Teenage pregnancies in Scotland have dropped to their lowest rate in at least 17 years, new figures show.

There were 7,032 pregnancies amongst girls aged 19 or under in 2011, the lowest since recent records began in 1994.

Teenage pregnancies have dropped by a quarter from the peak year in 2007 when 9,362 teenagers got pregnant. Figures have dropped sharply since then.

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Babies born to very young mothers under 16 have also hit a record low of 492 following a sharp decline since 2006, when 757 under 16s got pregnant.

Midlothian Council saw the highest rates of teenage pregnancy with 59.4 per 1,000 teenagers, although Dundee had the highest rate of pregnancies amongst under 16s. East Renfrewshire had the lowest rate amongst all age groups.

While poor teenagers are more likely to get pregnant, the smaller number of rich teenagers that got pregnant were more likely to have abortions.

There were over four times as many teenage pregnancies in the bottom fifth of society than the top fifth, but less than twice as many abortions.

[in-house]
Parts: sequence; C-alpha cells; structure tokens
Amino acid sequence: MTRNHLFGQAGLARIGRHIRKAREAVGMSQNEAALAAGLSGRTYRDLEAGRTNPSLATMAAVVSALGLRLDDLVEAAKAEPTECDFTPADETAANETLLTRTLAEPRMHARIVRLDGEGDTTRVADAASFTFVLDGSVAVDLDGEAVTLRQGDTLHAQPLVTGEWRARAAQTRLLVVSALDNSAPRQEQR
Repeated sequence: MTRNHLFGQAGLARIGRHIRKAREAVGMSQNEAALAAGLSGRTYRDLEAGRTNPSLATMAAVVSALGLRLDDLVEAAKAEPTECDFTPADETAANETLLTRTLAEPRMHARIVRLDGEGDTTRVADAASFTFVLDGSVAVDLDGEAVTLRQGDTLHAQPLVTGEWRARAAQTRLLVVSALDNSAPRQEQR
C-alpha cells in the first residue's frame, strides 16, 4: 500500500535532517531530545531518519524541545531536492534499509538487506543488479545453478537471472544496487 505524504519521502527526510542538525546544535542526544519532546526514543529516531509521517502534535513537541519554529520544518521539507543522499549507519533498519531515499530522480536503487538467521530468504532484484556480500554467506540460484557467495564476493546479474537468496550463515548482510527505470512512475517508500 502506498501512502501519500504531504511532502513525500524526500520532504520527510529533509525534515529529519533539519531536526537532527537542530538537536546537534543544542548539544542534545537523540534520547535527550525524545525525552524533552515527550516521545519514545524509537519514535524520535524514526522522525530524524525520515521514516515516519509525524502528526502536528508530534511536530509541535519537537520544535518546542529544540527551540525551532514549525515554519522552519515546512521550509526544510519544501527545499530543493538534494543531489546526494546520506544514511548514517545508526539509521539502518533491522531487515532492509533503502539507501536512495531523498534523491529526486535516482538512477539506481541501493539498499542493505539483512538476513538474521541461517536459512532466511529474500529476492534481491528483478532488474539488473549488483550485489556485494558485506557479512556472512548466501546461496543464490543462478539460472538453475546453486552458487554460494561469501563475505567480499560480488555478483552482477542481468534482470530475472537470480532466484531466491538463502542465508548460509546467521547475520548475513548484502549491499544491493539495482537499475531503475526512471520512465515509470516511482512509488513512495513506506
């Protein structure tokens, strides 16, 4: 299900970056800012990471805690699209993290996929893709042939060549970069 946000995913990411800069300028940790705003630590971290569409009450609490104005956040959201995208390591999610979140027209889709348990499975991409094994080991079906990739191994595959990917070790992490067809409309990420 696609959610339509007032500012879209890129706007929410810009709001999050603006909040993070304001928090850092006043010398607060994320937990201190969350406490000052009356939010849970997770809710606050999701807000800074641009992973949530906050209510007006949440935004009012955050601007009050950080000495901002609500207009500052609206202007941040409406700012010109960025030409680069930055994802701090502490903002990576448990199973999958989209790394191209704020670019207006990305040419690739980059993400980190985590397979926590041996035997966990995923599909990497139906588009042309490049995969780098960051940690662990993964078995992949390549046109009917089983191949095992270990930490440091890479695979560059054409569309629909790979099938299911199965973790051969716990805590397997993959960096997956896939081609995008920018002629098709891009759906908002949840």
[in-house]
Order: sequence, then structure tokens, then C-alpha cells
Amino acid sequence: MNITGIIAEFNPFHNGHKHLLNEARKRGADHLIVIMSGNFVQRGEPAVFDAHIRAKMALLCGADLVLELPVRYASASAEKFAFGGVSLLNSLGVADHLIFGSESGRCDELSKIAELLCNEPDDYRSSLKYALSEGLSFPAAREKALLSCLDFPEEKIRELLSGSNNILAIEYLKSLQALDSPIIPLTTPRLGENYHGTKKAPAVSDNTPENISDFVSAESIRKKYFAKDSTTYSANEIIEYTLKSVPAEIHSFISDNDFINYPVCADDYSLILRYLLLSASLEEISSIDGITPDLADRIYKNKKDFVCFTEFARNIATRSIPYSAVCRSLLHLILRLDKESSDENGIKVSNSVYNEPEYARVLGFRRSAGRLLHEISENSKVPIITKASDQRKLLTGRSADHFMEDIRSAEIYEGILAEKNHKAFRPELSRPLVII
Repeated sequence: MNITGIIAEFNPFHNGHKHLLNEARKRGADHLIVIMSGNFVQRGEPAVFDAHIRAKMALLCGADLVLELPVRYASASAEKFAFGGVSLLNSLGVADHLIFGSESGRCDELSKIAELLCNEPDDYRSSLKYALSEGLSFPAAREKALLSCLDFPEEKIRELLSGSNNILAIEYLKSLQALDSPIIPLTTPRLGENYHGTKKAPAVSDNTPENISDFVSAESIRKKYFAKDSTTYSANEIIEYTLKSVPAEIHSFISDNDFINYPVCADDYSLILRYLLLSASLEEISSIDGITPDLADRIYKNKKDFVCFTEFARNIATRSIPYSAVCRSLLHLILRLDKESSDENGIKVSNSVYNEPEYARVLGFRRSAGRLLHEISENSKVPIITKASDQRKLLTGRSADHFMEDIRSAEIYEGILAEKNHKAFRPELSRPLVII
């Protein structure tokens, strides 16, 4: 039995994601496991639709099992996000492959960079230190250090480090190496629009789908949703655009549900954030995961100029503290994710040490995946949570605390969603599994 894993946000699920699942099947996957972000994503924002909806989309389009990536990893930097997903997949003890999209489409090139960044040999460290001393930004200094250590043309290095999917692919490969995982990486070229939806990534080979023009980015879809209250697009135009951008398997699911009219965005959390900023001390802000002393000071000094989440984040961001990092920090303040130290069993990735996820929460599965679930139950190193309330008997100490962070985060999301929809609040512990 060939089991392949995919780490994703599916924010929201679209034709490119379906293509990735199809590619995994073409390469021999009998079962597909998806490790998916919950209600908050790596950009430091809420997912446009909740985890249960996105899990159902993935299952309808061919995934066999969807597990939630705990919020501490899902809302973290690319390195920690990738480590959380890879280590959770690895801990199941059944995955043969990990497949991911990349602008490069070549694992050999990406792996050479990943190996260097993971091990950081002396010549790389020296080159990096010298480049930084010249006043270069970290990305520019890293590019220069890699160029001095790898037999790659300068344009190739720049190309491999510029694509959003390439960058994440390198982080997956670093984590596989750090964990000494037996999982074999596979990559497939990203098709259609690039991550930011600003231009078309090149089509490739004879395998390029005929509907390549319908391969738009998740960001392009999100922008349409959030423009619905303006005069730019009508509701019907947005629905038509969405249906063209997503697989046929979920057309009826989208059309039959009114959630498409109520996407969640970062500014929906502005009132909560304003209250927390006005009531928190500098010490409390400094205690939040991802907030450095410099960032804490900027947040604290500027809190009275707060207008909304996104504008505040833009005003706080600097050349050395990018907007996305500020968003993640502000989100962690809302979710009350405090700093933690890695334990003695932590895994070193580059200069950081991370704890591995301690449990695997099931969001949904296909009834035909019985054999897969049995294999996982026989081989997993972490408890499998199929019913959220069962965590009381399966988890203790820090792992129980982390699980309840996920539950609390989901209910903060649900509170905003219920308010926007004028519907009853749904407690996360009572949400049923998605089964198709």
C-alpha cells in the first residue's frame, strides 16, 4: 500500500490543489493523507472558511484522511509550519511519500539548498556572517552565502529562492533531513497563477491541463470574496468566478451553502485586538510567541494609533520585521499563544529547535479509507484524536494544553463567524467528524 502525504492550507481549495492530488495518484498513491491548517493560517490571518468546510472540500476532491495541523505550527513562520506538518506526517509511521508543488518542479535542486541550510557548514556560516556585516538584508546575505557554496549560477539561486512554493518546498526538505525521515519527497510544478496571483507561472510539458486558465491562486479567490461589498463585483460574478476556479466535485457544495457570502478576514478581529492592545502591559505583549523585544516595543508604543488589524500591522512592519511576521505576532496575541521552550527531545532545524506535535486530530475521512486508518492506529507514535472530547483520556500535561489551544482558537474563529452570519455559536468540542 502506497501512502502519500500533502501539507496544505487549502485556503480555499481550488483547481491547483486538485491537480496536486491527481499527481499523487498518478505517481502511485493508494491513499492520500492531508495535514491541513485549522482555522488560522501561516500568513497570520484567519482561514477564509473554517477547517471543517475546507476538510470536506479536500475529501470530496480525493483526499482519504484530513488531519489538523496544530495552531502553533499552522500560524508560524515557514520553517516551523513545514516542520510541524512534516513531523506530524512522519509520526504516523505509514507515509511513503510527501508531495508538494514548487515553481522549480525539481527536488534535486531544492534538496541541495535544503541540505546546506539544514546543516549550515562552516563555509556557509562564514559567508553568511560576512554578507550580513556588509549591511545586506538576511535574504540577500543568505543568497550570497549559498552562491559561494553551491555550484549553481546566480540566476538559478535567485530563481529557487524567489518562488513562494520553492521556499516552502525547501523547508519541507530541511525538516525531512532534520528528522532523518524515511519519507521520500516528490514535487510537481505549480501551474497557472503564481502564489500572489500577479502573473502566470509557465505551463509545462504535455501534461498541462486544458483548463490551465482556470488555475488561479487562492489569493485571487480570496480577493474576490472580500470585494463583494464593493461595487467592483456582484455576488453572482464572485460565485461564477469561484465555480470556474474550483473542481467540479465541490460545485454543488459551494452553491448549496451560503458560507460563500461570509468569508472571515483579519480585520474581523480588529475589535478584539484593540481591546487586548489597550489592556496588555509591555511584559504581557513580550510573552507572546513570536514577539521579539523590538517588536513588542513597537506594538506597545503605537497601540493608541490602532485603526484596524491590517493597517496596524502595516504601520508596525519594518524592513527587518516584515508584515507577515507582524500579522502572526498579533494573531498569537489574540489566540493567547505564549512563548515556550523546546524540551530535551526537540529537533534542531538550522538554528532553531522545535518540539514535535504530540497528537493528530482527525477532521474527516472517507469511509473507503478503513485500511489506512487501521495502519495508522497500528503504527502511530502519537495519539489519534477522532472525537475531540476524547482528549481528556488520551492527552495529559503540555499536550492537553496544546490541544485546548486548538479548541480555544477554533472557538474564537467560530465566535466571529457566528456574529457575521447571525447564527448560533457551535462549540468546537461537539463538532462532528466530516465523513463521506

Of the 2,610 very poor teenagers that got pregnant, around two thirds carried it to term while 794 had abortions.

Of the 613 very rich teenagers that got pregnant, less than a third carried it to term while 429 had abortions.

Abortions are more common than deliveries in very young teenagers under-16 from all sections of society.

Just nine very rich under-16s had babies and five times as many (45) had abortions, while 178 very poor under-16s had babies but just three-quarters more had abortions (314).

Public Health Minister Michael Matheson said: "It is encouraging to see a fall in the rates of teenage pregnancy for the fourth successive year. This encouraging reduction means rates in 2011 were the lowest since monitoring began in 1994.

"We have taken significant action in this area and are working with health boards and local authorities to further reduce teenage pregnancy in a range of ways.

"These include providing age appropriate relationship and sexual health education, drop-in services for young people, ensuring access to contraception including longer acting reversible contraception and targeted interventions for those most at risk of poor sexual health outcomes.

"I am concerned, however, that there are significant differences in teenage pregnancy rates between those from the most deprived communities and those from more affluent communities.

"Our Sexual Health and Bloodborne Virus Framework aims to reduce the health inequalities gap in sexual health. We are currently considering the recommendations presented by the Health and Sport Committee following the teenage pregnancy inquiry."